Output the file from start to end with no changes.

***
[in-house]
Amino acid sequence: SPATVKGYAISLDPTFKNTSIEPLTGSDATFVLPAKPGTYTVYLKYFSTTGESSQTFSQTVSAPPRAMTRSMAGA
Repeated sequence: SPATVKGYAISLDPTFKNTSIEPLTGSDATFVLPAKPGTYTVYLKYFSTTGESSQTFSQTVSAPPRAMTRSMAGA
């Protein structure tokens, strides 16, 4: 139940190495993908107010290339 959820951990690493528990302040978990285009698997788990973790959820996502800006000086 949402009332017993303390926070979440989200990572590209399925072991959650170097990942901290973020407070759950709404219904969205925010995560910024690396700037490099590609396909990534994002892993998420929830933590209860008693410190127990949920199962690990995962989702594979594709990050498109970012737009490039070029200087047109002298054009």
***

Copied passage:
[in-house]
Amino acid sequence: SPATVKGYAISLDPTFKNTSIEPLTGSDATFVLPAKPGTYTVYLKYFSTTGESSQTFSQTVSAPPRAMTRSMAGA
Repeated sequence: SPATVKGYAISLDPTFKNTSIEPLTGSDATFVLPAKPGTYTVYLKYFSTTGESSQTFSQTVSAPPRAMTRSMAGA
């Protein structure tokens, strides 16, 4: 139940190495993908107010290339 959820951990690493528990302040978990285009698997788990973790959820996502800006000086 949402009332017993303390926070979440989200990572590209399925072991959650170097990942901290973020407070759950709404219904969205925010995560910024690396700037490099590609396909990534994002892993998420929830933590209860008693410190127990949920199962690990995962989702594979594709990050498109970012737009490039070029200087047109002298054009």